The Playboy of the Western World as folk drama
The plays of John Millington Synge (1871-1909) are filled with the humour, sorrows, and dreams of the country folk of the Aran Islands and the western Irish coastlands. In The Playboy of the Western World, his most famous play, “we have a popular imagination that is fiery and magnificent, and tender.” In condemning the plays of Ibsen and Zola for “dealing with the reality of life in joyless and pallid works” and stressing his own desire for a stage that presented both ‘reality and ‘joy, Synge is pointing towards the source of his unique qualities as a dramatist. Rejecting the dominant mode of European drama of the early twentieth century with its concentration on what Thomas Kilroy has termed “the articulate life of the bourgeoisie”, Synge’s own brand of ‘realism’, through the depiction of Irish folk regain life, strove to re-instate a delight in life in all its aspects. Synge’s attitude towards his subject matter is clarified in a letter about Playboy to M.J. Nolan- the play shows, he says, that “the wildness and, if you will, vices of the Irish peasantry are due, as their extraordinary good points of all kinds, to the richness of their nature- a thing that is priceless beyond words.”
In answering critics who, far from seeing Playboy as in any way realistic sought to condemn the subject matter as being totally fantastic, Synge cited two well-documented cases of murderers who had been sheltered by the local population to prevent their arrest by the police. The idea for the play was undoubtedly sown by a story he heard on his travels in the Aran Islands, but the crucial difference introduced by Synge is the tone of the telling of the tale. In The Playboy, Synge uses his material to create a satirical comedy of peasant life, the ironic tone of which enables him to provide a tragic undertow to the whole piece which culminates in Pegeen’s grief-stricken outburst at the end of the play.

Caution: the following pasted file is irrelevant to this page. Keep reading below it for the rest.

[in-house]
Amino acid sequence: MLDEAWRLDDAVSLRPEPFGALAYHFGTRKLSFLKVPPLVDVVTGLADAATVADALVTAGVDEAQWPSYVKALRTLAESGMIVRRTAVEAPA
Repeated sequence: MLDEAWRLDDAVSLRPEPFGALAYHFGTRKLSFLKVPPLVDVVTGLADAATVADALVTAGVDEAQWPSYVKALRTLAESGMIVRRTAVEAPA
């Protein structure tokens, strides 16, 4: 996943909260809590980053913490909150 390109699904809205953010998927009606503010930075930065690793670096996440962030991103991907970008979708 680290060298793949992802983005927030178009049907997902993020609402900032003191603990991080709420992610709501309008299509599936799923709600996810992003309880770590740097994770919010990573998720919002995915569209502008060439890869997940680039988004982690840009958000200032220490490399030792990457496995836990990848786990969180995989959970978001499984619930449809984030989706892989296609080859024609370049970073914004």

Within the setting’s isolation, there is a community. The tavern stands alone but is constantly filled with people. These people have carved an existence out of their remote setting, relying on contact with the larger world both through the post and the gossip at social gatherings. Nevertheless, this is a place beset by evil, both real and imagined. There are strange people out at night. from the madmen of Keel to the ten tinkers in the glen to the thousand militiamen in the countryside. Even the unseen priest, Father Reilly, haunts the action. The people surrounding this public house threaten it with madness, theft, war, or religion. Into this place comes Christy, a boy from eastern Ireland, and therefore one possessing more native wit than the westerners he encounters. He brings the evil of the outer world with him but wins over the local folk. When the truth is found out, they turn against him savagely.
Thus the tone of the play is the key to the mock-heroic parody. Christy is presented as a cowardly young layabout who yet grows in stature sufficient to be able to win the games but this very development is itself undercut by the reappearance of Old Mahon. Even when Christy apparently triumphs and leaves to lead a life of ‘romancing’ the audience, while treasuring his lively imagination, cannot fail to realize that his ‘heroism’ is hardly on a par with the heroes of the myths. In Synge’s picture of contemporary folklife, this is the level to which heroes are reduced; there is no room for a new Cuchulain. His approach to the presentation of Irish folklife on the stage demonstrates both his integrity as an artist and prefigures the preoccupations later seen in the work of dramatists like Samuel Beckett.